Advertising
Advertising

Get Out More: 6 Ways to Be More Social

Get Out More: 6 Ways to Be More Social

6 Ways to Be More Social

    Whether you’re a web worker, an overworked corporate employee, or just a homey sort, you’ve probably heard the refrain: “Get out more!”

    Yes, you could take a walk, take to drinking alone in a seedy bar, or drive around looking at billboards, but it’s likely that just physically getting out of the house isn’t all you need. No, those people who care about you are telling you to go out and meet some people, to be a little bit more social.

    Being social is good for you, of course. As social animals, our emotional and even physical health depends on social interaction. Our social relationships can help us deal with depression, stress, and plain old loneliness. Having a strong social network can help you find jobs or clients (some 70% of jobs are found through personal contacts, usually friends of friends).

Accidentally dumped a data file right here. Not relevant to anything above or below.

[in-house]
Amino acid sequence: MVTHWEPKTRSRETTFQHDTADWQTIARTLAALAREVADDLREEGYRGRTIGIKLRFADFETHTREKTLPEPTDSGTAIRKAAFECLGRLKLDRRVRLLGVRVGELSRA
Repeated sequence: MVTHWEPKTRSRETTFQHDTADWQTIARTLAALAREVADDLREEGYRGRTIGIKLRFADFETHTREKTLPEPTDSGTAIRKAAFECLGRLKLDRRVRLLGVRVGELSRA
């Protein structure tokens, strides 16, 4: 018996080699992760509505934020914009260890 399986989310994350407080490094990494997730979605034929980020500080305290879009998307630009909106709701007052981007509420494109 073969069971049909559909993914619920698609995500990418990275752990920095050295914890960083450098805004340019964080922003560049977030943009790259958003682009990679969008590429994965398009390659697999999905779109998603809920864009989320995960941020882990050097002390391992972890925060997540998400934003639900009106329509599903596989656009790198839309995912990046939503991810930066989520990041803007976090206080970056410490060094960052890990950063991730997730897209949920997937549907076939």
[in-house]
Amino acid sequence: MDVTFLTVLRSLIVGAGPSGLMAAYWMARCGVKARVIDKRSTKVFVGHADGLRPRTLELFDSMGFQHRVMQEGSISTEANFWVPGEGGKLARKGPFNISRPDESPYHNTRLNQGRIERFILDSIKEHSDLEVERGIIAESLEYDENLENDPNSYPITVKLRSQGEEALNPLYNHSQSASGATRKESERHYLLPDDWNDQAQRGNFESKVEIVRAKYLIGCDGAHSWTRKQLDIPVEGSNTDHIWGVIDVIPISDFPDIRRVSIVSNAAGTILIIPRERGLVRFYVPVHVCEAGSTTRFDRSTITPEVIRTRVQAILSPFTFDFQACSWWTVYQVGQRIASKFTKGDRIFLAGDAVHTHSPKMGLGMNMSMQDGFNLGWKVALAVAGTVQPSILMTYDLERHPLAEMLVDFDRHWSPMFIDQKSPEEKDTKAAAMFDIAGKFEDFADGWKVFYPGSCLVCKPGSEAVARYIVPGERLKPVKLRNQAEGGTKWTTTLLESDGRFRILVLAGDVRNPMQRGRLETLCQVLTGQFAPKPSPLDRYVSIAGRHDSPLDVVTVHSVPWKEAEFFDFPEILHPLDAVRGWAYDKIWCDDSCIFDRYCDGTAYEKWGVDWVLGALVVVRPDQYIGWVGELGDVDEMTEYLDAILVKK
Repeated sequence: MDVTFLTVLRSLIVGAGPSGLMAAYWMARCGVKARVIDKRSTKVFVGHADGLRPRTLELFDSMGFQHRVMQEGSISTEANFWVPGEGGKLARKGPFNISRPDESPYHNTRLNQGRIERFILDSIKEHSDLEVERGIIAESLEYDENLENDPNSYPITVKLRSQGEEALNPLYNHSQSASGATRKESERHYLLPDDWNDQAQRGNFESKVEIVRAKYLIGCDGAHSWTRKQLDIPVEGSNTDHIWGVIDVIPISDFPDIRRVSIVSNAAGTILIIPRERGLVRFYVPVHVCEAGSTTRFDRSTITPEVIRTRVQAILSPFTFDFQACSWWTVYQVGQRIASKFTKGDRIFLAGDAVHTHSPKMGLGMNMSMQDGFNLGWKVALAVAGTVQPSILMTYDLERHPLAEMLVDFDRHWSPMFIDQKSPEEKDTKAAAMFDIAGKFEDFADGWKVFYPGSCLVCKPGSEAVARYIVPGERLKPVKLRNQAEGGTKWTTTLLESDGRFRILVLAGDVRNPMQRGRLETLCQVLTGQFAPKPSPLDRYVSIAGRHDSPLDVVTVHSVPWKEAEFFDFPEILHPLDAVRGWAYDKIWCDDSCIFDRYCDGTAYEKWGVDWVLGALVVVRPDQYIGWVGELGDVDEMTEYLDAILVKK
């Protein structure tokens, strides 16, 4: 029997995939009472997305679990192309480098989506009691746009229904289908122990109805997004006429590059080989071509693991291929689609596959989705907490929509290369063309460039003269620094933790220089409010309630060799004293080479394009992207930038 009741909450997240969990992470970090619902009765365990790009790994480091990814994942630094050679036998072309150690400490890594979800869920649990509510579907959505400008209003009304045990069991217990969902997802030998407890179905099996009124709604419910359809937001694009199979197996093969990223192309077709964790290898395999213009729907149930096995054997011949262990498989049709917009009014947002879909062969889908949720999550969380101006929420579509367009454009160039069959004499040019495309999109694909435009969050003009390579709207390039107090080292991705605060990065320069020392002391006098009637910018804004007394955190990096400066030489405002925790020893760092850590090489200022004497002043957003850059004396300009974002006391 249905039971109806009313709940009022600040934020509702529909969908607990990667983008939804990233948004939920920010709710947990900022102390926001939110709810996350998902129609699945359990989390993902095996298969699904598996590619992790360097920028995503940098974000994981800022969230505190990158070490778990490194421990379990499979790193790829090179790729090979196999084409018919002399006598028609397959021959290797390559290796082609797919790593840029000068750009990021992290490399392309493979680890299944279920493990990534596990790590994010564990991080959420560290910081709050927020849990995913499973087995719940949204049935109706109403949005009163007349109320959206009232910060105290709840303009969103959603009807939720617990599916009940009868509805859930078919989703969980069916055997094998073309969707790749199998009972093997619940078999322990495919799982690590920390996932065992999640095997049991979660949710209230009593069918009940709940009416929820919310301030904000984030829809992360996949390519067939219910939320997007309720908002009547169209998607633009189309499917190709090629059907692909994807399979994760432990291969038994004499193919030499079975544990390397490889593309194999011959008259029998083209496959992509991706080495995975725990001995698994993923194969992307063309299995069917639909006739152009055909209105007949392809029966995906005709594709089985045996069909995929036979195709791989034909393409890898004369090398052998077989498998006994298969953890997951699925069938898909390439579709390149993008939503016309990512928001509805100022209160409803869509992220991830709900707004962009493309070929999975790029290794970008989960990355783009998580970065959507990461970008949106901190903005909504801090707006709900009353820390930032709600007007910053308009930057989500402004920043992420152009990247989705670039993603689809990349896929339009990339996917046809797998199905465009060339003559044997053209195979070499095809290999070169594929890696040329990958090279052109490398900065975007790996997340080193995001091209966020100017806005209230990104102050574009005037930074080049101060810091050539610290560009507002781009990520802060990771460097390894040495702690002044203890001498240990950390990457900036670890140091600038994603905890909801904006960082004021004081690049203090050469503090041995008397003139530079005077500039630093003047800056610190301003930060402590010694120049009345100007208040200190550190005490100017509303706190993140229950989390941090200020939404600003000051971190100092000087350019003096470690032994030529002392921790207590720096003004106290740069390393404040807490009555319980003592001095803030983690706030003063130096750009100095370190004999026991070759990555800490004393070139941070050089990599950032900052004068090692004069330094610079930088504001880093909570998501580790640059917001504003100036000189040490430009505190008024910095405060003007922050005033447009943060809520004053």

But some of us have a hard time figuring out how to be more social. Maybe you’re introverted and are pretty comfortable in your own company, most of the time. Maybe your job keeps you away from people – you work at home, or your work ties you to a PC screen all day, or whatever – and you just don’t have a lot of ties to other people to get started with. Maybe you just moved to a new city and don’t know the social landscape very well. Maybe you’re just too busy to get out much.

    Here are six ways to get started, ways to put yourself into a space where social ties are made. You’ll have to take the next steps, of course: showing up regularly (when appropriate), approaching people, speaking out, and so on, but if you put yourself into a situation where such social interaction is expected and normal, you might well find that the rest just follows.

    Advertising

    1. Join a club.

    No duh, right? Yet American civic participation has dropped sharply over the last few decades, and other countries’ rates aren’t that far ahead.